Miso ramen is perhaps a misnomer. Yes, the soup contains miso - around 1 tbsp per portion - but the layers of flavour bring so much more. The recipe starts with a basic chicken stock, yet the real thrill of the dish lies in the additional toppings. To make life easier it may be worth preparing some - or all - of the components the day before. Even the soft boiled eggs will keep well overnight. You may well be tempted to leave out something here and there, but don't. It's a recipe worth making in the whole.
Our ramen below includes a number of variations from more classic ramen recipes. First with the pork, and second with the garlic sauce. If you don't eat pork, just replace it with boned chicken thighs in the recipe.
Pork from ramen broth is usually set aside, cooled, marinated in chashu sauce (the same marinade as for the eggs) and served in slices on top of the broth. However, this often makes for very dry pork. To keep the pork moist, you'd need to cook the pork separately at a lower temperature - either in the oven, or in a sous vide machine. However we like to infuse some of the pork flavour into the stock, and it's a shame to waste that meat. Therefore just before serving the ramen, we cut the pork shoulder into pieces and fry in a shallow pan. The fat from the outside of the pork renders and moistens the dryer inner meat, making it deliciously caramelised and crispy. The pork even stays crisp whilst you eat the ramen.
Mayu or Black garlic oil is another common ingredient in ramen recipes - visible as it is flicked across the surface in tiny black dots. The oil is made by heating garlic cloves in sesame oil until burnt and bitter and then blended until smooth. Instead we've blended together the sweeter fermented black garlic with sesame oil and sesame seeds, to create a richer sauce and broth.
a) Ramen Broth Serves: 4
- 1 kg chicken bones & carcass
- 500g boned pork shoulder (or 500g boned chicken thighs)
- 3 spring onions, trimmed
- 1 carrot, cut into 2 inch pieces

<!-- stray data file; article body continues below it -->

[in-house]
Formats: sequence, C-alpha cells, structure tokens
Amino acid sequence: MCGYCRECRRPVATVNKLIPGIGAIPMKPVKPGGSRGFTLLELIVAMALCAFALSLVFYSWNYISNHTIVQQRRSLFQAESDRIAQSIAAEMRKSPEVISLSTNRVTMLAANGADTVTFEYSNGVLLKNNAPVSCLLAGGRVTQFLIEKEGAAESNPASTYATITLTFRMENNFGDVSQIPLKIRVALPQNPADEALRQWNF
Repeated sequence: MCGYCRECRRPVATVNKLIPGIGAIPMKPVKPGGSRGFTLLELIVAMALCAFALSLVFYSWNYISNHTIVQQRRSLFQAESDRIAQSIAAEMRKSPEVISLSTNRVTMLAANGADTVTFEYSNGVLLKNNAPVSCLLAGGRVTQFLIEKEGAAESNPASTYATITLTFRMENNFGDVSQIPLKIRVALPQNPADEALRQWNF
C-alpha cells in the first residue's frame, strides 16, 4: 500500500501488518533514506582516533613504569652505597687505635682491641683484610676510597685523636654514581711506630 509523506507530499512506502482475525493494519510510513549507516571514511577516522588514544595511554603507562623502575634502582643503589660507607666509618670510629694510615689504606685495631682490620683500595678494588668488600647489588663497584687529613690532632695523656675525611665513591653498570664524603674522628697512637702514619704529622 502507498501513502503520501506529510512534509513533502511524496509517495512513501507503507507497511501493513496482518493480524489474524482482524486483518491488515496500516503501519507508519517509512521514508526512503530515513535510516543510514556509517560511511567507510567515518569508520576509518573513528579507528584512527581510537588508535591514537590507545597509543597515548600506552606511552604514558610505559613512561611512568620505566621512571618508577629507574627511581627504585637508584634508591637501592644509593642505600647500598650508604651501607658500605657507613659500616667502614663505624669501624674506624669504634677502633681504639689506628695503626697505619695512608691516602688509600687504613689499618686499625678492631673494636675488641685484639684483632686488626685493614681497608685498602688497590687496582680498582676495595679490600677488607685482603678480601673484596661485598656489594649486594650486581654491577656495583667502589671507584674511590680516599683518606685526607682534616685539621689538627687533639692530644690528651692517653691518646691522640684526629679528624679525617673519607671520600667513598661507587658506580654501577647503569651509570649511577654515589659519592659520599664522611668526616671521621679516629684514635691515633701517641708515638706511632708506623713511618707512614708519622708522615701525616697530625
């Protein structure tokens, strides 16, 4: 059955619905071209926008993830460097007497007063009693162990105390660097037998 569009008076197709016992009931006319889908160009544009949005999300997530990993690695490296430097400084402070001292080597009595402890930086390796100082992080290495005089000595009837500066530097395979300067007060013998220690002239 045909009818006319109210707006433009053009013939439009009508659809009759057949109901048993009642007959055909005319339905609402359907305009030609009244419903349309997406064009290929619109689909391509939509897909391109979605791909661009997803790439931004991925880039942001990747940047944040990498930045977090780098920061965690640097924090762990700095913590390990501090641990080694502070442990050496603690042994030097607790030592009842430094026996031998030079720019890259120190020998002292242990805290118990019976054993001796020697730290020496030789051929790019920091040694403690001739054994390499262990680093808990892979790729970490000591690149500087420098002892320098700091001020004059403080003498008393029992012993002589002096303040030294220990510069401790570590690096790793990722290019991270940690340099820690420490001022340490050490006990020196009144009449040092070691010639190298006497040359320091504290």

- 3 garlic cloves, peeled
- 1 inch ginger, bashed (but left whole)
- 3l water (2.5l if using a pressure cooker)
- Place all the ingredients into a saucepan and bring to the boil. Simmer for 6-8 hours, checking the water level every half hour (or cook for 3 hours in a pressure cooker).
- Strain the stock, reserving the pork shoulder. You should have 2 litres of stock - reduce there is more than this.
b) Nitamago Egg (marinated in chashu sauce)
- Place eggs in boiling water and boil for 6 minutes. Remove and cool in cold running water.
- Mix together ingredients for chashu marinade, and submerge the peeled eggs to marinate for 2 hours or overnight.
c) Pickled bamboo shoots
Pickles bamboo shoots
- Simmer together for 15 mins, and drain.
Sesame garlic sauce
- Blend ingredients together until smooth.
e) Katsuobushi salt
- 2l broth (from above)
- 2 tbsp vegetable oil
- Cooked pork shoulder (from making the broth above), broken into 1 inch pieces (or chicken thighs if using)
- 50g red miso paste
- 3 packs of ramen noodles
- Pickled bamboo shoots, drained (from above)
- Sesame Garlic Sauce (from above)
- 4 nitamago eggs (from above)
- 2 nori sheets, broken into pieces
- 8 spring onions, green part only, sliced finely
- 2-4 tsp Katsuobushi salt
- Start to heat the broth in a sauce pan
- Whilst the broth warms, add the oil and pork shoulder to a frying pan over a medium to high heat. Stir every so often, and cook until browned and crispy at the edges.
- When the broth is hot, mix in the miso paste. Hold a ladle in the broth, and add the red miso to the ladle. Gradually whisk the miso in the ladle, until it all dissolves and pour back into the main saucepan. Add the ramen noodles to warm through.
- Ladle the broth and noodles into each bowl. Top with a handful of the pickled bamboo shoots, a teaspoon of the sesame garlic sauce, and an egg sliced in half lengthways. Finish with a handful of sliced spring onion greens, nori seaweed, and 1/2 tsp katsuobushi salt. Serve extra katsuobushi salt at the table, to add to taste.